• The core should be narrow to prevent modal (multipath) dispersion - it happens in a wide core because the light travelling along the axis of the core travels a shorter distance per metre of fibre compared to a ray that is repeatedly totally internally reflected. Also, a pulse of light sent via a wide core would become longer than it was supposed to be, and if it is too long, it may merge with the next pulse

• Dispersion of pulses also occurs if white light is used instead of monochromatic light - material/spectral dispersion. (the speed of light in the optical fibre depends on the wavelength of light. Violet travels slower than red in glass, and so the difference in speed causes the white light pulses to become longer - as the violet component falls behind the red component - so we must use monochromatic light.

• FOR MEDICAL ENDOSCOPES - contains 2 bundles of fibres

• inserted into a body cavity, and illuminated using light sent through one of the bundles

• A lens over the other bundle is used to form an image of the cavity on the end of the bundle - the light then travels in pulses to the other end of the bundle, where the image is observed. The bundle must be a coherent bundle - fibres at each end are in the same relative position.

Double slit interference

• Young’s fringes - alternate bright and dark fringes can be seen on a white screen due to where the diffracted light from the double slits overlap - evenly spaced and parallel to the double slits

• If the single slit is too wide, then the dark fringes become narrower than the bright fringes, and contrast is lost between dark fringes and bright fringes

Fringes form due to the interference of light

• bright fringe - light from one slit reinforces the light from the other - arrive in phase with each other

• Dark fringe - light from one slit cancels the light from the other - π out of phase

w = λD/s

• w = fringe separation

• D = distance from slits to the screen

• s = slit spacing = distance between the centres of the slits

Increase fringe width

• increase wavelength

• increase Distance

• decrease slit spacing

More on interference

• double slits are coherent sources of waves as they emit waves of the same frequency and a constant phase difference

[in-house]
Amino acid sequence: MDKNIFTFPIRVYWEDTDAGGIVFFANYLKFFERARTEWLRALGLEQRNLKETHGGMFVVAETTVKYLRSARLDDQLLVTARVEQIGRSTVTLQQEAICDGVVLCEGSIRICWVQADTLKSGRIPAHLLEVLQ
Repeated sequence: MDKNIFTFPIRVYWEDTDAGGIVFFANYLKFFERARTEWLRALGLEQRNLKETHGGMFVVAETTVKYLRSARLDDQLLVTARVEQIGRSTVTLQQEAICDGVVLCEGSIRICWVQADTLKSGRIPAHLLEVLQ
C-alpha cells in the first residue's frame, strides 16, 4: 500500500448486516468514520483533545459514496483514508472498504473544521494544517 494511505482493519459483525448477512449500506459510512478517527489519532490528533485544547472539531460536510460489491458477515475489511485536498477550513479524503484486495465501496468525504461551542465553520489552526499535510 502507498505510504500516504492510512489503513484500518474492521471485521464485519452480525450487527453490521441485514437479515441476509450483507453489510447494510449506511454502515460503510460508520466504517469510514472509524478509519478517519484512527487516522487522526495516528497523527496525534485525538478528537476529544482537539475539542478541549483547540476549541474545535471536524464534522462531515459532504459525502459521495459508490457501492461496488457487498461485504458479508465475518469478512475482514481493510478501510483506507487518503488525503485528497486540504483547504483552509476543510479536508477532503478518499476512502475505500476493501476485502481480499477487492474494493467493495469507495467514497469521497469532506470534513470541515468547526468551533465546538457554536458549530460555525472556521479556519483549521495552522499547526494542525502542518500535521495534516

• 2 nearby light bulbs cannot form interference, as the two sources emit waves at random, so the points of cancellation and and reinforcement would change at random.

Fringe separation also depends on colour of light used - each have their own wavelength.

• red - longest wavelength - greatest separation

White light fringes have the central fringe as white. Inner fringes are blue and outer fringes are red. This is because the red fringes are more spaced out than the blue fringes and the two fringe patterns do not overlap directly.

Diffraction

• The spreading of waves when they pass through a gap

• Wide gap — less diffraction

• Small gap — more diffraction

• Increase diffraction — decrease gap

• Increase diffraction — increase wavelength

Single slit diffraction

• Shows a central fringe with further fringes on either side of the central fringe

• Central fringe is twice as wide as the outer fringes

• Peak intensity of each fringe decreases with distance from the centre

• Each of the outer fringes have the same width

• Outer fringes are less intense than the central fringe

• Increase wavelength — increased width between fringes and maxima

• decrease slit width — increase width of fringes, and lower intensity of light

W = λ2D/a (where W=width of central fringe, a=width of single slit, D=distance of screen and slit)

The Diffraction Grating

• A plate with many closely placed parallel slits ruled on it

• If monochromatic light is directed normally at a grating, light is only transmitted in certain directions: light passing through each slit is diffracted, and diffracted light waves from adjacent slits reinforce each other in certain directions only (including the incident direction), and cancel out in all other directions

• The central beam is the zero order beam — it is in the same direction as the incident beam

• angle of diffraction between transmitted beam and central beam increases if greater wavelength is used, or narrower slits are used on the grating.

dsinθ = nλ (d=grating spacing, n=nth order)

• N (number of slits per metre) = 1/d

• Larger number of slits per metre = bigger angle of diffraction

• Max number of orders produced use theta as 90. (then round down)

• Number of Maxima observed is 2n+1